Every Friday, I publish the Friday 5, a list of 5 links to useful things for coders.
In this week’s Friday 5: a site that catalogs VS Code’s surprising capabilities, a look at the darker corners of Go, background processing in Android, a full-text search in 150 lines of Python, and generating brighter and darker versions of color in JS.
Visual Studio Code is a far more capable editor than you might suspect, and the VS Code Can Do That?! can help you discover tips, tricks, and techniques to help you get the most out of this editor.
Each tip/trick/technique comes with a video showing the tip/trick/technique in action and a link to a more detailed description of the tip/trick/technique.
Check it out: VSCodeCanDoThat.com
Rytis Bieliunas writes:
While simplicity is at the core of Go philosophy you’ll find in further text it nevertheless enables numerous creative ways of shooting yourself in a foot.
Since now I have used Go for production applications for several years and on the account of the many holes in my feet I thought I’d put together a text for the fellow noob students of Go.
My goal is to collect in one place various things in Go that might be surprising to new developers and perhaps shed some light on the more unusual features of Go. I hope that would save the reader lots of Googling and debugging time and possibly prevent some expensive bugs.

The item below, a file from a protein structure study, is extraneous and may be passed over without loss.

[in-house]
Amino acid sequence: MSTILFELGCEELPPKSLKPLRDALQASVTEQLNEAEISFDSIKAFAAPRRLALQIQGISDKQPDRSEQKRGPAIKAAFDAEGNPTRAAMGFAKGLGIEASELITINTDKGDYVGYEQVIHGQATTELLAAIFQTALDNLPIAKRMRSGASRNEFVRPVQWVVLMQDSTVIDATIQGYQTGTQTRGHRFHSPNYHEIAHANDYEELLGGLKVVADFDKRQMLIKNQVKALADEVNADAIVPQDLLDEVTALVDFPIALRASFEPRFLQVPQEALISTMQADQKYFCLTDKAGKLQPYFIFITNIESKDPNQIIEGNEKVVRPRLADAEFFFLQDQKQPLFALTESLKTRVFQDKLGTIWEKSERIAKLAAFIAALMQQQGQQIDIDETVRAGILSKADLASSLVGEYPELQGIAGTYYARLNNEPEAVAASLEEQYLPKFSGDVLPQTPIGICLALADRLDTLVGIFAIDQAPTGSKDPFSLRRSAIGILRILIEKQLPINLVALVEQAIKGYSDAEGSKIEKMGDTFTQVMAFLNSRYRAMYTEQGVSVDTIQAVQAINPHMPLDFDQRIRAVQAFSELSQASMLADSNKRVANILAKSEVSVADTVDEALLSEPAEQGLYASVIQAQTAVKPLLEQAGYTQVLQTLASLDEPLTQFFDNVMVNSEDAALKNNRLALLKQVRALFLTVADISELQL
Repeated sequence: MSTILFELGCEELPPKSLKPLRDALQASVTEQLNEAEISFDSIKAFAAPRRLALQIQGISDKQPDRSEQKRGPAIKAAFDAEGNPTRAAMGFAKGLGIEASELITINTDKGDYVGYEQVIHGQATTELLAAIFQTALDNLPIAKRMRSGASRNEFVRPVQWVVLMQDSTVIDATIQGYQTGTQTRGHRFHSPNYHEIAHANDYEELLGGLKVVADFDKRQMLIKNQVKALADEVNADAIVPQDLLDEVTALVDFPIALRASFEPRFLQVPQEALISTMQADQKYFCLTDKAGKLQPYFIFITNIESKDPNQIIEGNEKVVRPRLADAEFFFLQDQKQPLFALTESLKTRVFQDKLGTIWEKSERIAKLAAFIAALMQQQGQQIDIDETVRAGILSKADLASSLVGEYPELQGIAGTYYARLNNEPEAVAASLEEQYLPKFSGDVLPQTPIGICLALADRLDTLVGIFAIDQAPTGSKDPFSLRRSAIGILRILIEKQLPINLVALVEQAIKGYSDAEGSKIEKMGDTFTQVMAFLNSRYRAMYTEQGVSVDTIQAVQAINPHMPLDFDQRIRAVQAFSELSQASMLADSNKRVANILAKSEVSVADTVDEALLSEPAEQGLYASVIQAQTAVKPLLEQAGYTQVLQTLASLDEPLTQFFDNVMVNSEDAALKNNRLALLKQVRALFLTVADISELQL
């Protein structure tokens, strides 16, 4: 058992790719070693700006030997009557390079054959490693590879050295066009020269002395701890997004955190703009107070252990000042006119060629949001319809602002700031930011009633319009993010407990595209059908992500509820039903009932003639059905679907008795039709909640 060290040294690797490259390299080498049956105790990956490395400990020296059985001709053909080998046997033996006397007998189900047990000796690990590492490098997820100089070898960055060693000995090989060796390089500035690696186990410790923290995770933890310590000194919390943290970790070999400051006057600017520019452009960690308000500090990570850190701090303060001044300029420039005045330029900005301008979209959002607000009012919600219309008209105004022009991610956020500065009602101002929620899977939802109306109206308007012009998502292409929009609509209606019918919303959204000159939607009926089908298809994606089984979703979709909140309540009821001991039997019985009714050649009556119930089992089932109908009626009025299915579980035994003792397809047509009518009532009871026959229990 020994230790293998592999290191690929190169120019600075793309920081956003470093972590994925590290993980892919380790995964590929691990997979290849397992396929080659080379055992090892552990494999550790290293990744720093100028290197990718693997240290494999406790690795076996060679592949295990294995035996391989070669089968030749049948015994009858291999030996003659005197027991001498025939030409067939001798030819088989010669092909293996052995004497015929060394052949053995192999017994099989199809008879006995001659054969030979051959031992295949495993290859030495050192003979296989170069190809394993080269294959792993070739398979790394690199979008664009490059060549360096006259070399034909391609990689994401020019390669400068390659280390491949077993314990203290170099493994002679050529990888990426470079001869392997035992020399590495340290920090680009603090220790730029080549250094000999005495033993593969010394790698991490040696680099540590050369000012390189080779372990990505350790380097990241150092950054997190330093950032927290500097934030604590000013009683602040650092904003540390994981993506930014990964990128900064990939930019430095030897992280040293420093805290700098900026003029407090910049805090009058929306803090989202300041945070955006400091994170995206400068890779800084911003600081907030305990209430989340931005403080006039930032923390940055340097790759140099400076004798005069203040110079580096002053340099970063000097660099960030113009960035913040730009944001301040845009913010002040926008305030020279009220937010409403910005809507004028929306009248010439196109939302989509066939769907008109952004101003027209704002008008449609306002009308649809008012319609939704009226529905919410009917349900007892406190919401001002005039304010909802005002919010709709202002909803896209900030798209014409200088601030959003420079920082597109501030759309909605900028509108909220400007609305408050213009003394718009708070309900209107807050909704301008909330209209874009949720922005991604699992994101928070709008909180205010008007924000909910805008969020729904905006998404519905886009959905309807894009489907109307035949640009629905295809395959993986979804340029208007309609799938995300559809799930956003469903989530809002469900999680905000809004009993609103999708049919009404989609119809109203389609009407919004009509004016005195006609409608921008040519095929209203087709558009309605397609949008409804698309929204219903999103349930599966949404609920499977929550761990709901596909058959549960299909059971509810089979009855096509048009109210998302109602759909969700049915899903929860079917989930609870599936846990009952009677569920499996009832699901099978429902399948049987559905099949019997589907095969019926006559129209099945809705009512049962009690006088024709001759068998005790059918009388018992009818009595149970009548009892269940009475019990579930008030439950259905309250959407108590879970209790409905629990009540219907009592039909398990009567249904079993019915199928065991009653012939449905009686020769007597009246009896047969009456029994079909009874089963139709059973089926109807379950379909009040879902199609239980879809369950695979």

Check it out: Darker Corners of Go
Here’s an article from the Auth0 Developer Blog, where I’m one of the writers/editors:
Android apps use the main thread to handle UI updates and operations (like user input). Running long-running operations on the main thread can lead to app freezes, unresponsiveness and thus, poor user experience. To mitigate this, long-running operations should be run in the background. Android has several options for running tasks in the background and in this article, we’ll look at the recommended options for running different types of tasks.
Check it out: Background Processing in Android
If you’ve wondered how full-text search engines work and thought about building your own, this basic implementation in Python is worth trying out. In this article, you’ll build an engine that searches Wikipedia’s article abstracts and ranks them for relevance, and it’ll do so in milliseconds!
The article covers these major topics:
- Collecting and formatting the data
- Indexing the collected data (which includes stemming the words in the data to their basic forms)
- Ranking results by relevance
Are there useful things for coders that should appear in the next edition of Friday 5? Let me know at firstname.lastname@example.org!